Towards a longitudinal evaluation of policy networks and social movement outcome: social resistance to water privatisation in Cochabamba, Bolivia
Lobina, Emanuele, Popov, Vladimir, Driessen, Travis and Terhorst, Philipp (2010) Towards a longitudinal evaluation of policy networks and social movement outcome: social resistance to water privatisation in Cochabamba, Bolivia. In: SUNBELT XXX Riva del Garda Fiere Congressi Riva del Garda (TN), Italy June 29 – July 4, 2010. INSNA (International Network for Social Network Analysis), Tampa, USA.Full text not available from this repository.
Diani (1997) argues that the influence and impact of social movements are defined by “the solidity of the linkages within the movement sector as well as—more crucially—of the bonds among movement actors, the social milieu in which they operate, and cultural and political elites” (Diani, 1997: 129). The impact of a social movement can thus be assessed “in the light of changes in its components' relative centrality in various social networks. The broader the range of social capital ties emerging from a period of sustained mobilization, the greater the impact” (Diani, 1997: 129).
Building on Lobina et al. (forthcoming), we adapt Diani’s (1997) analytical framework to investigate the determinants of social movement outcome. The proposed paper looks at the relationship between changes in relative actor centrality and the outcome of an anti-water privatisation campaign in Cochabamba, Bolivia. More precisely, we assess the centrality of actors participating in the campaign and their links with the social milieu.
The Cochabamba campaign is atypical when compared to other anti-water privatisation campaigns in Latin America, as observed by Lobina et al. (forthcoming). In fact, it is characterised by the intensity of events in a short period of time, and by the disruptive nature of the tactics adopted. We test the validity of our analytical framework for application to five anti-water privatisation campaigns resulting in successful outcome (Brazil, Peru, Uruguay) and unsuccessful outcome (Chile, Colombia). We expect this exercise to contribute to strengthening operationalisation as well as the generality of our findings.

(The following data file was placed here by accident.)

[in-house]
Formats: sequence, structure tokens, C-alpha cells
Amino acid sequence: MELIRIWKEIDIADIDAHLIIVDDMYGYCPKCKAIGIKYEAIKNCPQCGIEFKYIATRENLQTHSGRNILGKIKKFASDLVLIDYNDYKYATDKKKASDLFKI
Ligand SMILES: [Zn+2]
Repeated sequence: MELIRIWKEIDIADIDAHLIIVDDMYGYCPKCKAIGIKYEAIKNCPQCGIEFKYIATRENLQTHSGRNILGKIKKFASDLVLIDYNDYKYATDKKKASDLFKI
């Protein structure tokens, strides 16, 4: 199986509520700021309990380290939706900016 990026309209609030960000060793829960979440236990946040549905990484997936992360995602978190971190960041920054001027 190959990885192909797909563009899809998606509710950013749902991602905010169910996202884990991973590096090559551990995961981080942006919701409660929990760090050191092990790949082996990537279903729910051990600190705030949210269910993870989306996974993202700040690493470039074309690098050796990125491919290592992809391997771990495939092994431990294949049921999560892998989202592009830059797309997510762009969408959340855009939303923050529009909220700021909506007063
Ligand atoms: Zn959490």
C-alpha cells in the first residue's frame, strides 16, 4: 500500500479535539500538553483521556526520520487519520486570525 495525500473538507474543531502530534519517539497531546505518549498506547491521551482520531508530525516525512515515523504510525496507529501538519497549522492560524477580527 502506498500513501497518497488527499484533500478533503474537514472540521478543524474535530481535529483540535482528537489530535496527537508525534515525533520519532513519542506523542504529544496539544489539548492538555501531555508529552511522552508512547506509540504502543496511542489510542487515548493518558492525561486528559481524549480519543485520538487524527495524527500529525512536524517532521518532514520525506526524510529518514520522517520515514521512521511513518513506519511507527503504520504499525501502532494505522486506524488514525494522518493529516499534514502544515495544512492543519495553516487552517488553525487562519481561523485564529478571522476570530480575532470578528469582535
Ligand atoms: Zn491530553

|Item Type:||Conference Proceedings|
|Title of Proceedings:||SUNBELT XXX Riva del Garda Fiere Congressi Riva del Garda (TN), Italy June 29 – July 4, 2010|
|Additional Information:||This paper forms part of the the published proceedings from XXX International Sunbelt Social Network Conference held at Riva del Garda, Italy, June 29-July 4 2010  This paper was also presented at 6th UK Social Networks Conference held at University of Manchester 14th – 16th April 2010 see http://gala.gre.ac.uk/5291/|
|Uncontrolled Keywords:||collective action/social movements, policy networks, social capital, water privatization, Latin America, dynamic networks|
|Subjects:||H Social Sciences > HM Sociology
H Social Sciences > HN Social history and conditions. Social problems. Social reform
|School / Department / Research Groups:||School of Business
Faculty of Business > School of Business
School of Business > Centre for Business Network Analysis
Faculty of Business > School of Business > Centre for Business Network Analysis
School of Business > Department of International Business & Economics
Faculty of Business > School of Business > Department of International Business & Economics
School of Business > Public Services International Research Unit
Faculty of Business > School of Business > Public Services International Research Unit
|Last Modified:||31 Mar 2016 12:11|
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